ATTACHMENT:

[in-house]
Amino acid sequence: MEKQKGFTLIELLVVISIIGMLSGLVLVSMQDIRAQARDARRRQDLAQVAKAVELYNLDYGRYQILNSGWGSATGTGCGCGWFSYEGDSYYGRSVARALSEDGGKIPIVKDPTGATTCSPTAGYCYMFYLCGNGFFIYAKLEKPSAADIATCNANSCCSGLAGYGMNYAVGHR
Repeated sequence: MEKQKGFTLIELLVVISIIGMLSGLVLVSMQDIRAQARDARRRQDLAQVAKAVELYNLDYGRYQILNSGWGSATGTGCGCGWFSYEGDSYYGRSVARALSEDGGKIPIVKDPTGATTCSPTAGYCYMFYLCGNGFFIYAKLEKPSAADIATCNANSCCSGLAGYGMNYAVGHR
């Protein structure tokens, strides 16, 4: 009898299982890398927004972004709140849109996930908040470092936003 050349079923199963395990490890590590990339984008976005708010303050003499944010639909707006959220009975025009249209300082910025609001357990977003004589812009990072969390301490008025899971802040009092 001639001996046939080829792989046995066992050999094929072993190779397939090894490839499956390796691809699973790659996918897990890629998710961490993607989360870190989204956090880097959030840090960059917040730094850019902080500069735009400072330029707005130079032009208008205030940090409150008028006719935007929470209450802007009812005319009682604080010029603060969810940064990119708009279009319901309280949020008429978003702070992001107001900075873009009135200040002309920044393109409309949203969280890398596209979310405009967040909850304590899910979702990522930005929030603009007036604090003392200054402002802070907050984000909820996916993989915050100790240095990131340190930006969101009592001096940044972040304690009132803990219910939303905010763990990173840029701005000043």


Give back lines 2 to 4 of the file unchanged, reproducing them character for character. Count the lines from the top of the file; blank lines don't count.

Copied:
Amino acid sequence: MEKQKGFTLIELLVVISIIGMLSGLVLVSMQDIRAQARDARRRQDLAQVAKAVELYNLDYGRYQILNSGWGSATGTGCGCGWFSYEGDSYYGRSVARALSEDGGKIPIVKDPTGATTCSPTAGYCYMFYLCGNGFFIYAKLEKPSAADIATCNANSCCSGLAGYGMNYAVGHR
Repeated sequence: MEKQKGFTLIELLVVISIIGMLSGLVLVSMQDIRAQARDARRRQDLAQVAKAVELYNLDYGRYQILNSGWGSATGTGCGCGWFSYEGDSYYGRSVARALSEDGGKIPIVKDPTGATTCSPTAGYCYMFYLCGNGFFIYAKLEKPSAADIATCNANSCCSGLAGYGMNYAVGHR
């Protein structure tokens, strides 16, 4: 009898299982890398927004972004709140849109996930908040470092936003 050349079923199963395990490890590590990339984008976005708010303050003499944010639909707006959220009975025009249209300082910025609001357990977003004589812009990072969390301490008025899971802040009092 001639001996046939080829792989046995066992050999094929072993190779397939090894490839499956390796691809699973790659996918897990890629998710961490993607989360870190989204956090880097959030840090960059917040730094850019902080500069735009400072330029707005130079032009208008205030940090409150008028006719935007929470209450802007009812005319009682604080010029603060969810940064990119708009279009319901309280949020008429978003702070992001107001900075873009009135200040002309920044393109409309949203969280890398596209979310405009967040909850304590899910979702990522930005929030603009007036604090003392200054402002802070907050984000909820996916993989915050100790240095990131340190930006969101009592001096940044972040304690009132803990219910939303905010763990990173840029701005000043």